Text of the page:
TOM: You're welcome, Jeanette. And thanks for downloading the podcast at MoneyPit.com.
LESLIE: Lea in California's up next, from Santa Rosa. And you're looking for a vacuum recommendation. What are you trying to clean?
LEA: What am I trying to clean?
LESLIE: Yeah. Everything.
TOM: (chuckling) Yeah.
LEA: (laughing) Yeah, my floors, my upholstery. And I went to my ... the guy that fixes my vacuum - which has broken twice now (chuckling) - and he ... I asked him what to look for so I could get a good vacuum. And he said it didn't really matter. (laughing)
TOM: It doesn't matter.
LEA: Yeah, he said, 'It doesn't really matter.' I said, 'Well, what about the horsepower or should I get one with a bag or without a bag' and you know, all this stuff. And he said, you know ... I said, 'What's the best suction?' and he said, 'Well, it doesn't really matter. Horsepower just means it's going to have a little more power ...'
TOM: He's just upset because you're going to buy a better vacuum and you won't need him anymore.
LESLIE: (overlapping voices) And not bring it in.
LEA: (laughing) I won't need him. Yeah.
TOM: There's a new vacuum that we're using in the studio now which we really like. It's called Vax - V-a-x. And it's nice because it has a retractable cord; it's got an integrated hand wand ... like a wand handle, so you don't have to have an extra part around; and it's got a dirt cup so it's very easy to empty. And it's a lot stronger than some of the comparable vacuums. So, that's just one that's brand new that we've had some good luck with. Their website is VaxUSA.com. V-a-x-USA.com.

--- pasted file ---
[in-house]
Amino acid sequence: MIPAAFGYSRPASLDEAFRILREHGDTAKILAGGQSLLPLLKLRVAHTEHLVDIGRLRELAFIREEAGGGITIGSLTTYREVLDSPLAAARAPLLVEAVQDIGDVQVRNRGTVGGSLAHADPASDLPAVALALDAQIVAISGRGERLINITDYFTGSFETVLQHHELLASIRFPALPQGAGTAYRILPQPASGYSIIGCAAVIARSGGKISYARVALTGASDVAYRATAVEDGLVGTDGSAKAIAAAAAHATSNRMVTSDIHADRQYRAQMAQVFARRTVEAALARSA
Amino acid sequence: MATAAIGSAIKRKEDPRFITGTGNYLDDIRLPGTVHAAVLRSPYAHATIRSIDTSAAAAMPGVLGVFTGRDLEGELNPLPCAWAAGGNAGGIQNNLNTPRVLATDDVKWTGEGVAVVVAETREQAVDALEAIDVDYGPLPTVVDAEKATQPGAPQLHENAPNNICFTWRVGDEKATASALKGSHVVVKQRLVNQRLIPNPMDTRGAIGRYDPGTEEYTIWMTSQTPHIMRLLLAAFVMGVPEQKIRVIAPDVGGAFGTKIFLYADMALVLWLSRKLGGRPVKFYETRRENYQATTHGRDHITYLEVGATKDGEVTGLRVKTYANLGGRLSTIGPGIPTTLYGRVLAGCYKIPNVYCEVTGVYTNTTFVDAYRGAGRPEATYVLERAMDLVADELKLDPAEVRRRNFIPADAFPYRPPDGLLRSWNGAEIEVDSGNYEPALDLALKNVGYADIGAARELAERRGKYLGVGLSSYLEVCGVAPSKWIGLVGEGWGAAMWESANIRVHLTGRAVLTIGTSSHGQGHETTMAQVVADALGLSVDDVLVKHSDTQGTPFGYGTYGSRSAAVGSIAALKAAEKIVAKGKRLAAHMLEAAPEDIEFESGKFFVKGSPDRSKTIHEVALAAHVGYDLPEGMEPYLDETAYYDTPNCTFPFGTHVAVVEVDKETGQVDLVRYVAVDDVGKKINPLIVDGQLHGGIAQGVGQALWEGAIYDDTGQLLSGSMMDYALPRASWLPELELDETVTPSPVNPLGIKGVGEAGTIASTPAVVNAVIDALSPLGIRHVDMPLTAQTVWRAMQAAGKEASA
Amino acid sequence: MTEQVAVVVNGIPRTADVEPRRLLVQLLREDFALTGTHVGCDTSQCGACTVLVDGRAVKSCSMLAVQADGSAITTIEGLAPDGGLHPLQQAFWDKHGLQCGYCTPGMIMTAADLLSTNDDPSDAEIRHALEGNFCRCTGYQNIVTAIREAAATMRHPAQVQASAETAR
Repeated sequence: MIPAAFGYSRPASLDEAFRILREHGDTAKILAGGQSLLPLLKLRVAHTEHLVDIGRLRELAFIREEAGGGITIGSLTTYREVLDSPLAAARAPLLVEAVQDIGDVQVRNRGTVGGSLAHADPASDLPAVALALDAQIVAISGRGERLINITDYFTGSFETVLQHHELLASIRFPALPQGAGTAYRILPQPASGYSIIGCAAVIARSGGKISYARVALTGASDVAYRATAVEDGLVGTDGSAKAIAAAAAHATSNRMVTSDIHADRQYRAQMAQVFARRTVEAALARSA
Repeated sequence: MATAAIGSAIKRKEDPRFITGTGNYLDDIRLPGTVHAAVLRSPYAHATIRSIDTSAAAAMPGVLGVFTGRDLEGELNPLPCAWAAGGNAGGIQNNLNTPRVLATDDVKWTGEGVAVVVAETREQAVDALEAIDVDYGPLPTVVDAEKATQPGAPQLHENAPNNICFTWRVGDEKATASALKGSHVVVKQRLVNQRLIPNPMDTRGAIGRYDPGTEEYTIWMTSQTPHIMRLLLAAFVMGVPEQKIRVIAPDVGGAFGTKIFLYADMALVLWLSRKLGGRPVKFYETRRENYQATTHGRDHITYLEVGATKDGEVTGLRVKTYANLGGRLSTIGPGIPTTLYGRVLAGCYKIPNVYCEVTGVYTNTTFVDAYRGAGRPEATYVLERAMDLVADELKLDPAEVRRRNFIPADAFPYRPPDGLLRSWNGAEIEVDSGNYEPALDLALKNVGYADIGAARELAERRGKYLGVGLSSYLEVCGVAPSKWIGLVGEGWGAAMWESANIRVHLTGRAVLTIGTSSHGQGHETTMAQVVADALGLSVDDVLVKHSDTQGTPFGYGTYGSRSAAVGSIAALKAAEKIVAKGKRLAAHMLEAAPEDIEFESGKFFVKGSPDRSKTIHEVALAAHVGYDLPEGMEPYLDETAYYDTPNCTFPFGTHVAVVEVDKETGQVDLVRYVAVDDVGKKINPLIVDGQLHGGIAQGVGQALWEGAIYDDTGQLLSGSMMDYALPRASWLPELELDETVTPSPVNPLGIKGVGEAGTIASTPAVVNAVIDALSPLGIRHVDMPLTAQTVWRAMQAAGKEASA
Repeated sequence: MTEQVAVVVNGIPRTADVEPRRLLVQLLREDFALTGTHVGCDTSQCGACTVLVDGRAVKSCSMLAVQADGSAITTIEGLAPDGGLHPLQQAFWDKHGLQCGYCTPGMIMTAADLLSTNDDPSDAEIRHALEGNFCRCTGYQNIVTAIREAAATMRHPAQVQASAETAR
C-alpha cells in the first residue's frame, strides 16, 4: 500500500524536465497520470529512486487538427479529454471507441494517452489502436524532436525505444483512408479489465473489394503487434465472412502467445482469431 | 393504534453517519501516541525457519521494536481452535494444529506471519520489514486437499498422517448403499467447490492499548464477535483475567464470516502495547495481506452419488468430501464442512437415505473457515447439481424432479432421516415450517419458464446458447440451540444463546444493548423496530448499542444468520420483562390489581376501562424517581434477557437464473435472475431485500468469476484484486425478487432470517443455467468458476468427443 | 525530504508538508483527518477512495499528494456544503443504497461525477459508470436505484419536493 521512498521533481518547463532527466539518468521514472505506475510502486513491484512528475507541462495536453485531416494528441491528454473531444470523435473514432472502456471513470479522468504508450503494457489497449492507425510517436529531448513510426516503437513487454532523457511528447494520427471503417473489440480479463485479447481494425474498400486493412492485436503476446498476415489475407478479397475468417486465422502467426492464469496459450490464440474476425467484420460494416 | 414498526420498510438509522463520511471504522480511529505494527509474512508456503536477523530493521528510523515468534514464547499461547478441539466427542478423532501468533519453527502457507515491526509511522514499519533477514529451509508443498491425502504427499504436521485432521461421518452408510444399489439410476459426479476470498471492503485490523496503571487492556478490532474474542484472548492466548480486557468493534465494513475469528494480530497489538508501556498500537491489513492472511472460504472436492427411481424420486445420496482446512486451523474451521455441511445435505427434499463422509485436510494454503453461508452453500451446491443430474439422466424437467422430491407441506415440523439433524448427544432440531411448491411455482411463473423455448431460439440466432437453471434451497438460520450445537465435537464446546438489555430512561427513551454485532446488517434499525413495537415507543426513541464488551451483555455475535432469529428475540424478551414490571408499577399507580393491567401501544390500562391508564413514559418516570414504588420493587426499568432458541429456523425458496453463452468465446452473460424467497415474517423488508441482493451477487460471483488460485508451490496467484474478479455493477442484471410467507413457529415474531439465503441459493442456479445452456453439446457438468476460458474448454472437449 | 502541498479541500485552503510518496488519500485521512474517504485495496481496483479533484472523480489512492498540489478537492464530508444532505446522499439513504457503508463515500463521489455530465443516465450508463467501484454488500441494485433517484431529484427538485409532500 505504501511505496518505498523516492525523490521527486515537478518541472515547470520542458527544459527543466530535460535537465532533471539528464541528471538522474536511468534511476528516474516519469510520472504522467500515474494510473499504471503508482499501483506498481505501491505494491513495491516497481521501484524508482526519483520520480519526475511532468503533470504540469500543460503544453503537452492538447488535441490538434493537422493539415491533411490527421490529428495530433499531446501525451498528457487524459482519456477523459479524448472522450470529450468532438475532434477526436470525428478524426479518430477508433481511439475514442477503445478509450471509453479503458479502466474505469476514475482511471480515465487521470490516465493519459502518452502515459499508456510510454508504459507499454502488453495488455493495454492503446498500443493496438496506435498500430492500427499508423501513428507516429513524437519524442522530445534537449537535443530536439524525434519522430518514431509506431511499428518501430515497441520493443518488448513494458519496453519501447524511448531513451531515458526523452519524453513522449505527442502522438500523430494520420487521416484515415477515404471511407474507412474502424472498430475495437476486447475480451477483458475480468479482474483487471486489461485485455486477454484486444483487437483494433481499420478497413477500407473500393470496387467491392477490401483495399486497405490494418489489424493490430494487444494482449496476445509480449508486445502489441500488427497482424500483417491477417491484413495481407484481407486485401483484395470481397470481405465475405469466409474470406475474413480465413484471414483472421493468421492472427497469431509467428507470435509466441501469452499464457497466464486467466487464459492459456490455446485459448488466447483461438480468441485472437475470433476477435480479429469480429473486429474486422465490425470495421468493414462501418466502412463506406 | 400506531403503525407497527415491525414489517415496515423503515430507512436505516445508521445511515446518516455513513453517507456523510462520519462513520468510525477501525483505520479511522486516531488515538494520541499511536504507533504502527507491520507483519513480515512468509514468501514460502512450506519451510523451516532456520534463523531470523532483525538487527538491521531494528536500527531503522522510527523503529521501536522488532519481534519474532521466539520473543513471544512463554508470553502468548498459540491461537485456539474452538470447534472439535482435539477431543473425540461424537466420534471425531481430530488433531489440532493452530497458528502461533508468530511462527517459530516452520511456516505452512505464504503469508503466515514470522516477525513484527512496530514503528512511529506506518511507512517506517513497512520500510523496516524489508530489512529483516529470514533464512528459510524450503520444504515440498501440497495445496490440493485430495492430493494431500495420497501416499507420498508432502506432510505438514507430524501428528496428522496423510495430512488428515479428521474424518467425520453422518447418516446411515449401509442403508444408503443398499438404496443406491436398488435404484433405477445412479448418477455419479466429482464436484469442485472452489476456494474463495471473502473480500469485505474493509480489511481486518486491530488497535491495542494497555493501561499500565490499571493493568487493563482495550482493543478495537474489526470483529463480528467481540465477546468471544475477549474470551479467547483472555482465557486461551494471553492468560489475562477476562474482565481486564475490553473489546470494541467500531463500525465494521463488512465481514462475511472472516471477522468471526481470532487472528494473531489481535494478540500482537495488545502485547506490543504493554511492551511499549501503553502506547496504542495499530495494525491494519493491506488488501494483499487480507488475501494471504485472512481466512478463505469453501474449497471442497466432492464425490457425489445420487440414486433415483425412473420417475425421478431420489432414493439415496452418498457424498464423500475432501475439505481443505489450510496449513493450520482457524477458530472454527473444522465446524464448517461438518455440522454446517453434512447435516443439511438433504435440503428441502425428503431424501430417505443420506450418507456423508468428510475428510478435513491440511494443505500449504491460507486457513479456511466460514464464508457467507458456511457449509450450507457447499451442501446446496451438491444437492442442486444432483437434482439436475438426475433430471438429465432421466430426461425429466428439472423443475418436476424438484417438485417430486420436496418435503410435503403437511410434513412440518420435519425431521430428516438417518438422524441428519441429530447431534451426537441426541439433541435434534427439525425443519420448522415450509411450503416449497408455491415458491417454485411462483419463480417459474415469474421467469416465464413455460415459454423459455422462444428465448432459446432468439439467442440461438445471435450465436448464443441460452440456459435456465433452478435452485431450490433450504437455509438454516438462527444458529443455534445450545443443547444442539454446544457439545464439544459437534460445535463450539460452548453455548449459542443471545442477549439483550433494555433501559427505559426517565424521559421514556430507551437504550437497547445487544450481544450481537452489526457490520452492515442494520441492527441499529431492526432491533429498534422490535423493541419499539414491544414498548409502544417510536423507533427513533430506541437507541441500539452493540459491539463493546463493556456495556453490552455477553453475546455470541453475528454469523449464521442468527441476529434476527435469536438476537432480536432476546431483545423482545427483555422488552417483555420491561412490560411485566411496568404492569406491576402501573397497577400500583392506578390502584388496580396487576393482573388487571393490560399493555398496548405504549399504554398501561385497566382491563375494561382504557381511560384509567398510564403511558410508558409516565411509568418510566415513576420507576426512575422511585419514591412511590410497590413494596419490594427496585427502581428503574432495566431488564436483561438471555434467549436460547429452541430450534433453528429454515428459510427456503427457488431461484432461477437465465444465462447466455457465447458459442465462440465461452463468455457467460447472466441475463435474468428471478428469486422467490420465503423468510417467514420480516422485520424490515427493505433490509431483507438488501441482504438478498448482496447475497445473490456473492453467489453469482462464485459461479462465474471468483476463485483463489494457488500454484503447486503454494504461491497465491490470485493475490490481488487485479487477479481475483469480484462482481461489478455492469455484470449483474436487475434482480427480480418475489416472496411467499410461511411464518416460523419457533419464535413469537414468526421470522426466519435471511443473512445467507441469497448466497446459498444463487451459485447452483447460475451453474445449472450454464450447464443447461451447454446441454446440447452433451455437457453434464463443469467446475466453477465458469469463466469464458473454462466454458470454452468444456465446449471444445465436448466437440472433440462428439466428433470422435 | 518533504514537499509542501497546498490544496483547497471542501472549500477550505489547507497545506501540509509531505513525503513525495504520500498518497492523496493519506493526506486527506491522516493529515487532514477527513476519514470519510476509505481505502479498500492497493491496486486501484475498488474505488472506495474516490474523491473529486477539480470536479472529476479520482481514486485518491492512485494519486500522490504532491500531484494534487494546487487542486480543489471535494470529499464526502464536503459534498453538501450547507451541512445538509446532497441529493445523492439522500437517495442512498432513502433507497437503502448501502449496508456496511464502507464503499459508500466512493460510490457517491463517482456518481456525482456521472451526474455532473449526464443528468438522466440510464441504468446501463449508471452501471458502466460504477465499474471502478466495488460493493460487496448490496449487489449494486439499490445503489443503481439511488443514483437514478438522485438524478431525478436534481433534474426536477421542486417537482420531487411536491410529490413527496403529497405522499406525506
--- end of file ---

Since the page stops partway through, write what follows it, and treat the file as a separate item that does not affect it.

LESLIE: Yeah, and I prefer the bagless ones only because it's really easy to empty quite quickly. Also, sometimes you have a really hard time finding the replacement bags. And if you don't have the exact right one, it's not going to work. And also, you want to think about HEPA filters and that makes sure that as you're vacuuming up the dust, the air that's coming back out of the vacuum is not recirculating any of that dust back into the air. But it's really important.